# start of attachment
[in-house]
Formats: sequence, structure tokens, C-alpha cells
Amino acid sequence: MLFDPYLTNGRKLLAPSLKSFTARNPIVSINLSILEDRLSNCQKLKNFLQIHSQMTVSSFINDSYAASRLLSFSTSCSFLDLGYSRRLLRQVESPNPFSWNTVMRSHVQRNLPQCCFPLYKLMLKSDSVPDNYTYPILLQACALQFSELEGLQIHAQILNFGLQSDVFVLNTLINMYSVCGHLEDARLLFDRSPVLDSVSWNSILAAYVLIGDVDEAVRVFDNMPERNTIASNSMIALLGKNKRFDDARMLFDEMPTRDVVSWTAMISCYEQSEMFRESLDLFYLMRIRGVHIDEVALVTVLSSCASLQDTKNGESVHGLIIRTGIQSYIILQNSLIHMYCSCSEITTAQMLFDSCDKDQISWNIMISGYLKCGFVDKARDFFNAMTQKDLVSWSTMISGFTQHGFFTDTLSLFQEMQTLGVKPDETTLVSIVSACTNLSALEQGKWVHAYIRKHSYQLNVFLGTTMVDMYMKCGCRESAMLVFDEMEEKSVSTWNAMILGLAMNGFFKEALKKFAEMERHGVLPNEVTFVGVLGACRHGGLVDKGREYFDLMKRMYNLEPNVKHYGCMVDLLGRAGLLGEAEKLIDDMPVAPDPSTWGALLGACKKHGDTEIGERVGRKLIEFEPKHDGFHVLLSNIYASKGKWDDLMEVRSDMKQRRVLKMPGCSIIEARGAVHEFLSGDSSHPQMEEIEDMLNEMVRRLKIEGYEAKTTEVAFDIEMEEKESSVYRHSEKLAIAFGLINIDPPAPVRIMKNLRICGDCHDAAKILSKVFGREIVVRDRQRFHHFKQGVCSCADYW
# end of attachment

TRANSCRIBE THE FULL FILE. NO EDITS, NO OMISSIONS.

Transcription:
[in-house]
Formats: sequence, structure tokens, C-alpha cells
Amino acid sequence: MLFDPYLTNGRKLLAPSLKSFTARNPIVSINLSILEDRLSNCQKLKNFLQIHSQMTVSSFINDSYAASRLLSFSTSCSFLDLGYSRRLLRQVESPNPFSWNTVMRSHVQRNLPQCCFPLYKLMLKSDSVPDNYTYPILLQACALQFSELEGLQIHAQILNFGLQSDVFVLNTLINMYSVCGHLEDARLLFDRSPVLDSVSWNSILAAYVLIGDVDEAVRVFDNMPERNTIASNSMIALLGKNKRFDDARMLFDEMPTRDVVSWTAMISCYEQSEMFRESLDLFYLMRIRGVHIDEVALVTVLSSCASLQDTKNGESVHGLIIRTGIQSYIILQNSLIHMYCSCSEITTAQMLFDSCDKDQISWNIMISGYLKCGFVDKARDFFNAMTQKDLVSWSTMISGFTQHGFFTDTLSLFQEMQTLGVKPDETTLVSIVSACTNLSALEQGKWVHAYIRKHSYQLNVFLGTTMVDMYMKCGCRESAMLVFDEMEEKSVSTWNAMILGLAMNGFFKEALKKFAEMERHGVLPNEVTFVGVLGACRHGGLVDKGREYFDLMKRMYNLEPNVKHYGCMVDLLGRAGLLGEAEKLIDDMPVAPDPSTWGALLGACKKHGDTEIGERVGRKLIEFEPKHDGFHVLLSNIYASKGKWDDLMEVRSDMKQRRVLKMPGCSIIEARGAVHEFLSGDSSHPQMEEIEDMLNEMVRRLKIEGYEAKTTEVAFDIEMEEKESSVYRHSEKLAIAFGLINIDPPAPVRIMKNLRICGDCHDAAKILSKVFGREIVVRDRQRFHHFKQGVCSCADYW